Oh dear. At this point, I insisted the client we were using was definitely not encoding filenames as UTF-8 data, but Jeff insisted that it had to be (it’s the standard, after all). Then we had an argument about the semantics of decoding vs. encoding. On a whim, I tried decoding the string using ‘latin-1’ as an argument. Ta da! No more Unicode exception! We came to the following conclusion about python encoding/decoding: python always stores strings in an internal, canonical representation. Therefore strings are *always* implicitly decoded from ASCII to this form.

In short, python does this with every incoming string:

`canonical_string = decode(input_string, ‘ascii’)`

`output_string = encode(canonical_string, ‘ascii’)`

If the incoming strings are not ASCII-encoded, you must explicitly call decode() on them with the appropriate codec as an argument. Our codec in this case is Latin-1 (aka ISO-8859-1); so far so good.

Now that we have our string object, we must call encode() on it with ‘utf-8’ as an argument, since UTF-8 is almost what Mac OS X expects. I say “almost” because there are two possibilities for UTF-8 encoding: “Canonical From” and “Decomposed Form”. The difference is in how characters with diacritics, like à or é, are transmitted. Mac OS X uses decomposed form, which simply means that à is transmitted as two characters, \` and a, which are then combined. Python defaults to canonical form, so before we re-encode the strings as UTF-8, we’ve got to make this switch.

import unicodedata
decomposed_string = unicodedata.normalize(‘NFD’, \

Now we can finish up the task.

`output_string = decomposed_string.encode(‘utf-8’)`

Hooray! We’re done.

But wait… what happens if some other client uses a different encoding? Well, of course the characters will display incorrectly. We need some sort of default encoding that will work. We saw above that using UTF-8 as a default will not work, since there are encodings of characters in latin-1 (and probably other codecs) that are invalid in utf-8. We settled on defaulting to ASCII. This is acceptable in all cases because of a basic truth about text encoding: every single character is transmitted as at least one byte of data. ASCII has a printable representation of every possible byte. So while the character à does not have an encoding in ASCII, its byte sequence, `\xc3\xa0`, does, though it will usually just print as `??` since both those numbers are greater than `0x7F` and ASCII is not standardized above `0x7F`.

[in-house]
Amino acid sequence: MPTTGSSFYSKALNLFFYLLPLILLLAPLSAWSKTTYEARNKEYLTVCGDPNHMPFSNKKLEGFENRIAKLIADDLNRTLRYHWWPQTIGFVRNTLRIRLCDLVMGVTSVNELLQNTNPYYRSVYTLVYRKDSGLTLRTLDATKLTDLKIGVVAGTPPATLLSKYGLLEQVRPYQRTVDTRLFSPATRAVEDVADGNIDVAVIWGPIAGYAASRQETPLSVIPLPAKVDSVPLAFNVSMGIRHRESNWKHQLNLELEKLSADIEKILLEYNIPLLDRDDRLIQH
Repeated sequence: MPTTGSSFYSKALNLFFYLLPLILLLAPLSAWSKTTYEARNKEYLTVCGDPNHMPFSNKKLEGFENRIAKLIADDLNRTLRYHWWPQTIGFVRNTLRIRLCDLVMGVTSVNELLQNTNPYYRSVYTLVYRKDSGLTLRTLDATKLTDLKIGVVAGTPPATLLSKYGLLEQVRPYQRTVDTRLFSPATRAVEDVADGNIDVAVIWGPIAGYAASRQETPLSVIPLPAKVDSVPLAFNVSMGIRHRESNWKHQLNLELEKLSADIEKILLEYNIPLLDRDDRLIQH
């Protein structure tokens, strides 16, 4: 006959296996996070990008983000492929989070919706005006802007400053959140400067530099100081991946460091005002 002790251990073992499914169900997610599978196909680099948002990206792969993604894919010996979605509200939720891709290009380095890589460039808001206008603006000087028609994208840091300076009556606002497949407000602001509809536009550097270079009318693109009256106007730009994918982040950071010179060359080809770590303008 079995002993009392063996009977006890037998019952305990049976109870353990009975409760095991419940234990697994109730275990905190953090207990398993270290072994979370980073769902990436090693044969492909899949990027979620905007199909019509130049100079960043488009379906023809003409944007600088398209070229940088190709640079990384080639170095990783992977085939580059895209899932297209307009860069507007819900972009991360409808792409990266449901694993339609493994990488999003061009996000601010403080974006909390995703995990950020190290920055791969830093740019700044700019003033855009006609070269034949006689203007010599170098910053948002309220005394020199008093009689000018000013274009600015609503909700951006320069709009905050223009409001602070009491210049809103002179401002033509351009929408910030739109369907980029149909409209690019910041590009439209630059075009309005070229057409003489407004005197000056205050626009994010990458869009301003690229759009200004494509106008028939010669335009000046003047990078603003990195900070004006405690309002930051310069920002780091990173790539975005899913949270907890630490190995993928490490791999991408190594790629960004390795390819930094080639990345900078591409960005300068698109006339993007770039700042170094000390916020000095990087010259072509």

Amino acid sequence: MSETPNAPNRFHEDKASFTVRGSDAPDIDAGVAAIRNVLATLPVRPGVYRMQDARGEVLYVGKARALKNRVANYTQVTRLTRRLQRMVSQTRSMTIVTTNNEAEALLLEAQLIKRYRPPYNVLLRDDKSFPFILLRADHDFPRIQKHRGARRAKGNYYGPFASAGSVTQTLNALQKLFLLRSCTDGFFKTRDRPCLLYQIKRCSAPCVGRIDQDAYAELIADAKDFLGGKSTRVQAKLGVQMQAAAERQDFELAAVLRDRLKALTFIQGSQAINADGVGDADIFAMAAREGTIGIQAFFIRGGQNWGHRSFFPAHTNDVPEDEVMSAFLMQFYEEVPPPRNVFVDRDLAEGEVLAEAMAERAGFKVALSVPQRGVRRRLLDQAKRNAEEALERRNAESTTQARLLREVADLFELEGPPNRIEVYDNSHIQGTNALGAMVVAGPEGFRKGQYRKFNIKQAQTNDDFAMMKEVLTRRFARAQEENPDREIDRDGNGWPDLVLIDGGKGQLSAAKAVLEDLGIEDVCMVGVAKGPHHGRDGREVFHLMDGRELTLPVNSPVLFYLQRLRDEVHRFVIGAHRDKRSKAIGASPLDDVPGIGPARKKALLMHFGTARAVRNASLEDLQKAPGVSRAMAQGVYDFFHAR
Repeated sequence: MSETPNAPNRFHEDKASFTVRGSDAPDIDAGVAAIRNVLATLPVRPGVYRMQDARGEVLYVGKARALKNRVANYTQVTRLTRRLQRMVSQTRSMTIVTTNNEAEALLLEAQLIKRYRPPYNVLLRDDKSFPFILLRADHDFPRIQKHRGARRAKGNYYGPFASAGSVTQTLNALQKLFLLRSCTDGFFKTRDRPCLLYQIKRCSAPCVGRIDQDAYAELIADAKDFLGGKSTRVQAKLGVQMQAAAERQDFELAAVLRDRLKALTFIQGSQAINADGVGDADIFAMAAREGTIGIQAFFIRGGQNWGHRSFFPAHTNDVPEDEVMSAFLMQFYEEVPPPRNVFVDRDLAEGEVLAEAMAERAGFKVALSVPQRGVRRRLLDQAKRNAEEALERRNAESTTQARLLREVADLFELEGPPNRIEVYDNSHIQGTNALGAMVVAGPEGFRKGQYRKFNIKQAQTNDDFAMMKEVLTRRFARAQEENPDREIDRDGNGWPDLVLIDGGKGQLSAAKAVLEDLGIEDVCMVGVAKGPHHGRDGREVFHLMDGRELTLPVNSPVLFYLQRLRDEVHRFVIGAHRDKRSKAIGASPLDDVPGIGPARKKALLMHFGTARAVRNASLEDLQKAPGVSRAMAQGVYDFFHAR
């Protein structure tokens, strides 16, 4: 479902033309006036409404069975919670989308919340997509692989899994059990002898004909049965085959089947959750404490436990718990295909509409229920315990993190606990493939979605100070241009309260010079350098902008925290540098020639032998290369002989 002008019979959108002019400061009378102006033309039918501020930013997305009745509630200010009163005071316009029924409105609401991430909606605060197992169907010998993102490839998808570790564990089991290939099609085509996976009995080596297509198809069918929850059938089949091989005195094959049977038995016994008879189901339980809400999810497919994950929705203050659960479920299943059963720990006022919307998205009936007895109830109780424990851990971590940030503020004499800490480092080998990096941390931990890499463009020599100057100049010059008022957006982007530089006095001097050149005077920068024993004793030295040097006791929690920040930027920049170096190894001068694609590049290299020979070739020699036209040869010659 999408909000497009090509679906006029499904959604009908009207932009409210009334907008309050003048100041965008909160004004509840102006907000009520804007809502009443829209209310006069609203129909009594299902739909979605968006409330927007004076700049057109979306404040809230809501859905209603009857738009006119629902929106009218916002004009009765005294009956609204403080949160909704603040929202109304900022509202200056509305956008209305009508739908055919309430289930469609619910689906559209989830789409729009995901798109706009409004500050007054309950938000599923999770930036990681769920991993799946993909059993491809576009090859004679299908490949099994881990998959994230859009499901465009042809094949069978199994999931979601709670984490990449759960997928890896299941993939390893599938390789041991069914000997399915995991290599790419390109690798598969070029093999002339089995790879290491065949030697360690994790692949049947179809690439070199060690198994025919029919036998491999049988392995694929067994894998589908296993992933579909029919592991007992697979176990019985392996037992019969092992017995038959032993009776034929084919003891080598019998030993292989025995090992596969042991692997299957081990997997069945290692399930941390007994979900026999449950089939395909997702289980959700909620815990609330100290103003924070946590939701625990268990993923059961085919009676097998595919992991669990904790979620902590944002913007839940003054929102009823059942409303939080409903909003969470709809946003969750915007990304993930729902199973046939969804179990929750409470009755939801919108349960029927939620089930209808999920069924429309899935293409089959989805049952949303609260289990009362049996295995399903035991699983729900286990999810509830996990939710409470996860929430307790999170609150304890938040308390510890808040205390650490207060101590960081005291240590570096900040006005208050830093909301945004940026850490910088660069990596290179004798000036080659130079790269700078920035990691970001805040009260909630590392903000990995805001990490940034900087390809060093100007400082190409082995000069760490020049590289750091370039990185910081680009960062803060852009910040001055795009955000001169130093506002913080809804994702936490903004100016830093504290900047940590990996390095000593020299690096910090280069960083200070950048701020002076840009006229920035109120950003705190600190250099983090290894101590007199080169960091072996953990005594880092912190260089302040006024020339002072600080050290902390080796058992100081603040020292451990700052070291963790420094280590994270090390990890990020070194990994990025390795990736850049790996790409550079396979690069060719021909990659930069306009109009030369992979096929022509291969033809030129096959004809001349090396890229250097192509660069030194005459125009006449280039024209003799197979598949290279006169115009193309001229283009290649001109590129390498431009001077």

Putting it all together, this is basically the function we use to handle these strings.

import unicodedata

def re_encode(input_string, decoder = ‘utf-8’, encoder = ‘utf=8’):
output_string = unicodedata.normalize(‘NFD’,\

except UnicodeError:
output_string = unicodedata.normalize(‘NFD’,\
input_string.decode(‘ascii’, ‘replace’)).encode(encoder)
return output_string

And that’s really all there is to it. Python wins the game. By defaulting to ASCII encoding, you won’t get any unhandled exceptions, and you’ll also know pretty quickly that something is wrong (just look for the `???????`s). For a much lengthier discussion of what Unicode is and does, see Joel Spolsky’s verbose take on the matter.